Report reaches the US cavalry that the Apache leader Ulzana has left his reservation with a band of followers. A compassionate young officer, Lieutenant DeBuin, is given a small company to find him and bring him back; accompanying the troop is McIntosh, an experienced scout, and Ke-Ni-Tay, an Apache guide. Ulzana massacres, rapes and loots across the countryside; and as DeBuin encounters the remains of his victims, he is compelled to learn from McIntosh and to confront his own naiveté and hidden prejudice.Written by
David Levene <D.S.Levene@durham.ac.uk>
Although technically not credited as such, Burt Lancaster was virtually a producer on the film, helping bring it to screen, taking a percentage instead of an upfront salary and having a say in the editing stages. See more »
At the end of the movie just before Mcintosh and his party enter the canyon for the ambush he tells the Sergent that they have to wait for Ke-Ni-Tay to take out Ulzana's sentry. However, the decision for Ke-Ni-Tay to take out the sentry was made by Lt. DeBuin after Mcintosh had led the other party into the ambush so there was no way for Mcintosh to know what Ke-Ni-Tay was doing. See more »
[Referring to the old Indians he has been interrogaing]
Half of what they say is lies. The other half ain't true.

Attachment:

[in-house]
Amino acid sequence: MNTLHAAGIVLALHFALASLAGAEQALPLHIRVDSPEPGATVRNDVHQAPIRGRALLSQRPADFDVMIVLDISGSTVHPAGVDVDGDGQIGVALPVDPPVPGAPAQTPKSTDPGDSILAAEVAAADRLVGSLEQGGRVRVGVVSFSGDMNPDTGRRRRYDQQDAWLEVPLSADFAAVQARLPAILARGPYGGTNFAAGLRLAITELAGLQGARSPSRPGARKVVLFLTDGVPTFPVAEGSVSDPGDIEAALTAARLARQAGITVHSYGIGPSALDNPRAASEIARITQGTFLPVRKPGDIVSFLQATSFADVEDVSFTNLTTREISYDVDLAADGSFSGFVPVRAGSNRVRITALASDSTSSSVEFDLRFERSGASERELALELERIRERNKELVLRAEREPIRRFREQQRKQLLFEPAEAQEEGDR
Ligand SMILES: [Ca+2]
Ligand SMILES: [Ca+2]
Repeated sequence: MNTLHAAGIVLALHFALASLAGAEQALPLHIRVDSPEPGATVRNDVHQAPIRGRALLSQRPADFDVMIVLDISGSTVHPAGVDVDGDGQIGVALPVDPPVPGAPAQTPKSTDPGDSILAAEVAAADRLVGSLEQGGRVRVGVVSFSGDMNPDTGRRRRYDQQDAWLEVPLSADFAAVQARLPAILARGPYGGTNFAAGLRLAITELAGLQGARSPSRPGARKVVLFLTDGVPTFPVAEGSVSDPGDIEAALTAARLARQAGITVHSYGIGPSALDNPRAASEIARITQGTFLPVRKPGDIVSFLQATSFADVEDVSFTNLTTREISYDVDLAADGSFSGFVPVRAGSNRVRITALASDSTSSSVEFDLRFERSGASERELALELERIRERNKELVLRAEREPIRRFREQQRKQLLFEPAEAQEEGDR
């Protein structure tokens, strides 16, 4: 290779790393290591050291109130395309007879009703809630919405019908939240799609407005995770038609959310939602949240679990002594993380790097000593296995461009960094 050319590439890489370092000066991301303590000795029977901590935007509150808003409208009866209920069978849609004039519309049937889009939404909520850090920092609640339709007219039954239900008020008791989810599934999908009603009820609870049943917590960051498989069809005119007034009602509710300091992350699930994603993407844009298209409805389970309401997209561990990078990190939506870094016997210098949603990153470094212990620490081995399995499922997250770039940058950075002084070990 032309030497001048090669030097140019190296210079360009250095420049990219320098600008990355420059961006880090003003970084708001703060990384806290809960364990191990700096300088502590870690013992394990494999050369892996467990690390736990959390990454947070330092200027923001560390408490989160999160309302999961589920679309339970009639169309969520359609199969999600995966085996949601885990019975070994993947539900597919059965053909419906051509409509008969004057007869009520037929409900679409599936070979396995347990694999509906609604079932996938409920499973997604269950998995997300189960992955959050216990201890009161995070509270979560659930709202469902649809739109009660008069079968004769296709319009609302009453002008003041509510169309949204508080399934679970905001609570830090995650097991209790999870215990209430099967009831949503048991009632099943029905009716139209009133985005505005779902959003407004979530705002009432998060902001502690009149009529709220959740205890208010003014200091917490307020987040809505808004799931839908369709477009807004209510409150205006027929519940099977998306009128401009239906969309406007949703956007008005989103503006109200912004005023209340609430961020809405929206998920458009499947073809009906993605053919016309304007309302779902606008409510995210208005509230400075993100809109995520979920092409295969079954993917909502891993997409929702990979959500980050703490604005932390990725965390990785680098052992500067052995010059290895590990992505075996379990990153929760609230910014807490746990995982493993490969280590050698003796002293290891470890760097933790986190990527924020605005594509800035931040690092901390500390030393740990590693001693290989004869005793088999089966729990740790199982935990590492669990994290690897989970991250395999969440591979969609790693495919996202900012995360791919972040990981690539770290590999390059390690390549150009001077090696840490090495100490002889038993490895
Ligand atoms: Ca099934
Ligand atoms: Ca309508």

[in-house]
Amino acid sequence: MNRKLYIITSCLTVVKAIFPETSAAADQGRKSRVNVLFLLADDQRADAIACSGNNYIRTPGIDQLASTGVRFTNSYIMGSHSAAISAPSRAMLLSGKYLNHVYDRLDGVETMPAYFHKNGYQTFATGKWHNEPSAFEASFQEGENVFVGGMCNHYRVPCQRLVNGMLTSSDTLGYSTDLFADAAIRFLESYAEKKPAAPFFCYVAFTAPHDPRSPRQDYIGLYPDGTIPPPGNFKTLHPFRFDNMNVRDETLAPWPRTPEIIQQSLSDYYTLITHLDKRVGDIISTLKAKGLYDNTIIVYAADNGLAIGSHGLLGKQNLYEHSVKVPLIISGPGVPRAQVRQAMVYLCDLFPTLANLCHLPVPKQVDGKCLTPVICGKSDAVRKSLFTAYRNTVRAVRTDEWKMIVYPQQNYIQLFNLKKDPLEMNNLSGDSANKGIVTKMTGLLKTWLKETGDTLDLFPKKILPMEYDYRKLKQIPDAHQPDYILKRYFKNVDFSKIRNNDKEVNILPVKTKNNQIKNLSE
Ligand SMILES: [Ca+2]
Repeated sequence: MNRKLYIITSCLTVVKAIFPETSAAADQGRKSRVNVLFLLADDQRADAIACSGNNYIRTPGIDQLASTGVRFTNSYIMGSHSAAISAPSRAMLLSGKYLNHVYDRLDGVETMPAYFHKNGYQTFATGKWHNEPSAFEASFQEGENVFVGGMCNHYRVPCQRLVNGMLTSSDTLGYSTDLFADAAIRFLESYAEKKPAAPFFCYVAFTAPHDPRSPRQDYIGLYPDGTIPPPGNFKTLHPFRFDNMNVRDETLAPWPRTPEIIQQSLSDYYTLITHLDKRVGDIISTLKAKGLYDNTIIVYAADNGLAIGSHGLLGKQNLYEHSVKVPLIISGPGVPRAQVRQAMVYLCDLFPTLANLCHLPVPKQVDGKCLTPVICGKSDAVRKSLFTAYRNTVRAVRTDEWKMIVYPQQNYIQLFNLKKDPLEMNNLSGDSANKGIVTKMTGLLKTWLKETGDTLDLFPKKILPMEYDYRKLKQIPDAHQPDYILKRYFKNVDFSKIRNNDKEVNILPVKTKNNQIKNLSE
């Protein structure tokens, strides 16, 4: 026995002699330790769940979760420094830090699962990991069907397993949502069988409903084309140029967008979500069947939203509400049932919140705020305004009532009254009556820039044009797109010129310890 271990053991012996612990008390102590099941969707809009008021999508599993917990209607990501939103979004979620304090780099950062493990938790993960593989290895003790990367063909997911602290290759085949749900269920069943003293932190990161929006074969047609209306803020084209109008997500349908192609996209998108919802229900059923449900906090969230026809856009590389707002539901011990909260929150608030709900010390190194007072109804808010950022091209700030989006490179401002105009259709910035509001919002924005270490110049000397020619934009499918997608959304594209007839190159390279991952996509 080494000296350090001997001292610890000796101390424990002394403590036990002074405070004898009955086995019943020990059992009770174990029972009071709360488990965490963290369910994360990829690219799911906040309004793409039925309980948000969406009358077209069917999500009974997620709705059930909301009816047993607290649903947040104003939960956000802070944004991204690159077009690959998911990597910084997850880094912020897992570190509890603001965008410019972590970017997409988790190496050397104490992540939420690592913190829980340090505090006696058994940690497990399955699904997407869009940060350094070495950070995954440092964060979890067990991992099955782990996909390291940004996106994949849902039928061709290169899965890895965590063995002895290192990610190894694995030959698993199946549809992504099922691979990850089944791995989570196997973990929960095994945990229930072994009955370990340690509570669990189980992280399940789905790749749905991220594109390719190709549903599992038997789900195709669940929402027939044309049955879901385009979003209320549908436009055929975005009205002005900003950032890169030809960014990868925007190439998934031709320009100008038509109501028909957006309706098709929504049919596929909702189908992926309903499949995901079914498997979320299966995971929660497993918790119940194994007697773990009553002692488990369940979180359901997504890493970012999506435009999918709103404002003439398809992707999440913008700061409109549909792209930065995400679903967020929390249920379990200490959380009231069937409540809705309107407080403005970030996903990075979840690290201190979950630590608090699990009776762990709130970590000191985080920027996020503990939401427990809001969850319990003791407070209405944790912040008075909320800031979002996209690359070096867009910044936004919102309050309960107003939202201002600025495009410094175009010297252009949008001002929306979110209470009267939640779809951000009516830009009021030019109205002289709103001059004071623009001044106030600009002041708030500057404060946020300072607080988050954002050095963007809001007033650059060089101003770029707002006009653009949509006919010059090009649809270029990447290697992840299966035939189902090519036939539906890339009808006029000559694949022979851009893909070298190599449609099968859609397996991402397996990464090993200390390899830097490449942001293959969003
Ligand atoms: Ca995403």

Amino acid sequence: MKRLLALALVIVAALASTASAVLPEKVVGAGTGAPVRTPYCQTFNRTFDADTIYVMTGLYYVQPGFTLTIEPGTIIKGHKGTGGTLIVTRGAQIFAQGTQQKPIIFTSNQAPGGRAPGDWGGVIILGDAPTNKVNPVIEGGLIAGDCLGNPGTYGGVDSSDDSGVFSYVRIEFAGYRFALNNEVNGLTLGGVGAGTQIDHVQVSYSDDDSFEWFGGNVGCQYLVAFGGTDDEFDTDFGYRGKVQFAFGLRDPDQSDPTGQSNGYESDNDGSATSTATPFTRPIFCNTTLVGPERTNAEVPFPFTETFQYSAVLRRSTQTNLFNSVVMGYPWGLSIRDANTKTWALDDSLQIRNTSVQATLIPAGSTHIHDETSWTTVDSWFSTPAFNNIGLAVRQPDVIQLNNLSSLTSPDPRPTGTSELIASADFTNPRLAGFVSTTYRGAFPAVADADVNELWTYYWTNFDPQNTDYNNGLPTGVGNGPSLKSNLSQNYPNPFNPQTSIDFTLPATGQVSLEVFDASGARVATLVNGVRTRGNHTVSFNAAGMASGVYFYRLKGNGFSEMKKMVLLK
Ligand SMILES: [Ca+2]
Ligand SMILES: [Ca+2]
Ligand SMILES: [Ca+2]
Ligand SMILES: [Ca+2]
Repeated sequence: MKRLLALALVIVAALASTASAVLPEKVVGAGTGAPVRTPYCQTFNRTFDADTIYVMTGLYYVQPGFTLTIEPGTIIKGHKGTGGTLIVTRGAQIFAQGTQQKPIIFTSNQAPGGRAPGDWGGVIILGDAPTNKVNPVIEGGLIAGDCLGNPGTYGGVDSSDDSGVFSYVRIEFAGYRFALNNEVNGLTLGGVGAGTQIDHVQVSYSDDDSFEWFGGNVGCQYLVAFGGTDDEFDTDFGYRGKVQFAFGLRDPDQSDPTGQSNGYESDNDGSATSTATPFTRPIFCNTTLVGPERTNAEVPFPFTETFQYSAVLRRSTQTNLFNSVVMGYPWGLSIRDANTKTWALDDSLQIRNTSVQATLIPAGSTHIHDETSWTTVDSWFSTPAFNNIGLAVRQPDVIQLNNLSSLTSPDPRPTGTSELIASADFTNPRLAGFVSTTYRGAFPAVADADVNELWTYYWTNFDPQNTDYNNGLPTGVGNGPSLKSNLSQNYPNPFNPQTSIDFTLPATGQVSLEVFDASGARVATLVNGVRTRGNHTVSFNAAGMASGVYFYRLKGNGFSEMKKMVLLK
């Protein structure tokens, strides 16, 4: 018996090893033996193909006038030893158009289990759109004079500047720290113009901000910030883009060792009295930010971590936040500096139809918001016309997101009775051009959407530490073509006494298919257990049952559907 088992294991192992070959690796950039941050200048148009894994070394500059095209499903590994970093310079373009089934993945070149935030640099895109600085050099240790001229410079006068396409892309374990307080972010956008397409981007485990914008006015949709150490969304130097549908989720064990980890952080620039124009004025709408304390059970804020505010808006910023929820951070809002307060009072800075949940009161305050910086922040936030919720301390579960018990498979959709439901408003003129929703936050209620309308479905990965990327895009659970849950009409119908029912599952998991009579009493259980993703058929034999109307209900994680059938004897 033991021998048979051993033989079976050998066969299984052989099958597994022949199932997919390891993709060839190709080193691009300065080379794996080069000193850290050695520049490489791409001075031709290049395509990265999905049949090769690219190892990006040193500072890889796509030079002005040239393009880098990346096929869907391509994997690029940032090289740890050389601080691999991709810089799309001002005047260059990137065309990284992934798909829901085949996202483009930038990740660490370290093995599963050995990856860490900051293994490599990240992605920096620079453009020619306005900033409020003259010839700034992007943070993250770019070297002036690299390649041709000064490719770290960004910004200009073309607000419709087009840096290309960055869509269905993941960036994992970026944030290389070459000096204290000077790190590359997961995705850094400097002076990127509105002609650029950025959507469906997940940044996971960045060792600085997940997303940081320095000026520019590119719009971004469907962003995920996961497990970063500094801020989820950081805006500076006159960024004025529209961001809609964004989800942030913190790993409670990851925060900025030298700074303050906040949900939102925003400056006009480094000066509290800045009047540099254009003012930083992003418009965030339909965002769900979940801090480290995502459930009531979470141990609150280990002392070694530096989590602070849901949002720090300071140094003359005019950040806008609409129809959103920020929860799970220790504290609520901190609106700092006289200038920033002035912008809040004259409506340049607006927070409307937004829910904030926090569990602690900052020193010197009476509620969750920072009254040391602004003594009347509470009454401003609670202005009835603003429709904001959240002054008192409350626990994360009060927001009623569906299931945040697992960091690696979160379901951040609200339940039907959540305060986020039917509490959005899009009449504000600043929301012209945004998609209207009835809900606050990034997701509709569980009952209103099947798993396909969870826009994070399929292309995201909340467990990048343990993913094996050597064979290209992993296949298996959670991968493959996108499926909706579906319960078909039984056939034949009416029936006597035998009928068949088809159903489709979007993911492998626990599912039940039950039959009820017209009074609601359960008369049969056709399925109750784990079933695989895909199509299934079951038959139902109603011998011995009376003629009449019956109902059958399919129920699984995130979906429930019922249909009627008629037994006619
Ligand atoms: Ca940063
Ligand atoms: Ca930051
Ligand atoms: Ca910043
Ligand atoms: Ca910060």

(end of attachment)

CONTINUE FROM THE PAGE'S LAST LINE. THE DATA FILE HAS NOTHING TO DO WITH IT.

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Aldrich's version runs 103 minutes and was the version released in the USA. Burt Lancaster prepared a different version (102 minutes) for European release, deleting some scenes, restoring others from the cutting room floor, rescoring some of the music. This version was released in the UK, though the British censor made some cuts to it. These are largely restored to the video release, apart from some horsefalls (totalling 45 seconds). The version show several times by BBC television is Aldrich's version, with the horsefalls restored, but some censor cuts made by the BBC themselves. See more »
Stark and brutal, but completely lacking the melodramatic sturm und drang of most war movies, Ulzana's Raid plays out like it was another deadly day at the office for the participants. Produced as an allegory on the Vietnam War, Robert Aldrich and Burt Lancaster created a focused drama about the senselessness of hating your opponents and the absence of victory in ethnic conflicts. The participants and victimized settlers aren't so much dehumanized as they are inconsequential except to themselves.
Filmed in Nogales, Arizona and Nevada, the conflict is played out realistically with both sides shepherding their supplies of time, endurance, ammunition, and manpower. The location shots are beautifully laid out with an emphasis on depicting the strategic planning of the apache raiders and opposing troopers. Several scenes stand out in sharp contrast to most war movies. In one group of scenes, Aldrich follows a German family and their fate as the wife rides off with her child and a trooper escort, and the well-armed husband stays behind to defend their home. In another, the troop commander sends two soldiers after a wounded apache raider. In both cases, he turns conventional logic and sentiment on its head in honor of a grimmer reality. To my mind, this is one of the best war stories ever made and the DVD lays it out in full screen Technicolor.
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